The US has an overclassification problem, which includes classifying documents about Santa Claus.
Police body cameras have the potential to make private details about people’s lives, including some of the most stressful experiences of their lives, public and easily accessible online
During the coronavirus pandemic, digitizing archives can help increase access. But in addition to the labour and financial costs, issues of privacy, copyright and resources need to be considered.
The news Foxtel received a speedy funding boost as the ABC faces another round of damaging cost cuts will raise eyebrows. And questions about how we spend taxpayers’ money.
Blocking citizen requests for information on a fund set up for COVID-19 relief undermines public trust in the government’s response to the pandemic.
One more casualty of the coronavirus pandemic: open government. Since the crisis began, local, state and federal officials throughout the United States have locked down information from the public.
In 1999, ahead of World Trade Organisation protests, a group of Australian activists created the first open internet publishing platform. This technology is the basis of the internet we know today.
When India goes to polls in 2019, the incumbent BJP government will have much to answer about its record on accountability.
As a Canadian federal election year dawns, an alternative approach to freedom-of-information legislation is an urgent need.
There is a strong case to be made that WhatsApp messages are subject to the Freedom of Information Act in the same way as email and others forms of text messages.
It’s increasingly difficult for investigative journalists to hold governments to account – partly due to anti-terror and security laws making it harder for whistleblowers to act.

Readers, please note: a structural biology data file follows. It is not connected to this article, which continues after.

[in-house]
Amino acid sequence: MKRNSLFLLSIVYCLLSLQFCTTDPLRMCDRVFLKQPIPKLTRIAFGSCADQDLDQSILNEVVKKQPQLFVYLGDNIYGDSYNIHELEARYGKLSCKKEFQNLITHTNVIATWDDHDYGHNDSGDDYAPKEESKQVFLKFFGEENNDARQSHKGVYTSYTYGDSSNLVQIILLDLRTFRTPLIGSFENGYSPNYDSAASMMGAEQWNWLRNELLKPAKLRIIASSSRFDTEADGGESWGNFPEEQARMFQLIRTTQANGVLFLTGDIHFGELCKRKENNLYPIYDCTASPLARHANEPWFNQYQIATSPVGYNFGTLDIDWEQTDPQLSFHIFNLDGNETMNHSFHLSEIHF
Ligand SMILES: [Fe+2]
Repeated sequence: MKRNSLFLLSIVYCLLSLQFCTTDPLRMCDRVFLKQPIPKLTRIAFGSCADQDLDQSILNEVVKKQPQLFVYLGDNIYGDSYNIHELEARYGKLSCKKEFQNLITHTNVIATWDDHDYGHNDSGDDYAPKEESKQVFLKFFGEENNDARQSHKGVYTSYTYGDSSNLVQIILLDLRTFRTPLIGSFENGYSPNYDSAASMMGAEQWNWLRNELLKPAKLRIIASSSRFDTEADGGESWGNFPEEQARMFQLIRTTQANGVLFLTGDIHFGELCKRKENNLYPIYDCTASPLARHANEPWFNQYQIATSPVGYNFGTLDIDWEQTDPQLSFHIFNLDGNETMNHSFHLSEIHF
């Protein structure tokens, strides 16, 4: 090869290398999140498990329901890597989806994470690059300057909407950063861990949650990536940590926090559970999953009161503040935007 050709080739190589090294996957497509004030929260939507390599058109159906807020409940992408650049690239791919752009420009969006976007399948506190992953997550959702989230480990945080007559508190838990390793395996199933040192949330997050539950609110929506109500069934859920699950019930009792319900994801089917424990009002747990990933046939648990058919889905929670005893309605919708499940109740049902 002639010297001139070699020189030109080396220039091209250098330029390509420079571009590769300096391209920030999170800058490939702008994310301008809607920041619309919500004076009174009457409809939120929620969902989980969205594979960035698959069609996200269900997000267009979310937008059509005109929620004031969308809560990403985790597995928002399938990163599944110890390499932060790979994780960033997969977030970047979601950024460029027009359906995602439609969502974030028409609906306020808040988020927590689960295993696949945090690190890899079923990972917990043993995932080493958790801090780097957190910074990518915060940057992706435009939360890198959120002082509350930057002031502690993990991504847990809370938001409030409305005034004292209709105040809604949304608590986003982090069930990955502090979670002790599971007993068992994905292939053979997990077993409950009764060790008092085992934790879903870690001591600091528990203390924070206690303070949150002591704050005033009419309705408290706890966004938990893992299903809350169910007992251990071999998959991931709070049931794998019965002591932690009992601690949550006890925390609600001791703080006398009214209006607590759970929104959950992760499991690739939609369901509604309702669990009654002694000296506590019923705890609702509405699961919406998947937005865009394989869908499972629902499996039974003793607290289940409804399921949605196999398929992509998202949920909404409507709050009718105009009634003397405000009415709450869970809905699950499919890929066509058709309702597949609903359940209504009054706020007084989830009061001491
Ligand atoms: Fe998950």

The actions of the Coalition government speak louder than words in its commitment to open government.
Successive Australian governments have dehumanised refugees and kept Australians in the dark about what really goes on in the offshore detention centres on Nauru and Manus Island.
Data-driven algorithms drive decision-making in ways that touch our economic, social and civic lives. But they contain inherent biases and assumptions that are too often invisible to the public.
Whether they charge for FoI searches or not, it’s still too hard to access government information.
Politicians hate secrecy when in opposition but grow to love it when in power.
The use of private messaging apps that bypass government IT raise troubling issues for oversight and freedom of information.
In a year and a half the Abbott government managed, in practice, to undo the painstaking reforms of the federal Freedom of Information (FOI) system.
Cancer Council Victoria is contesting British American Tobacco’s request for survey data about teenagers’ smoking habits. Here’s the story of a UK research group who faced a similar request.
Restricting entities such as tobacco companies’ use of FOI laws is not the best legal response if it helps public bodies generally become more secretive.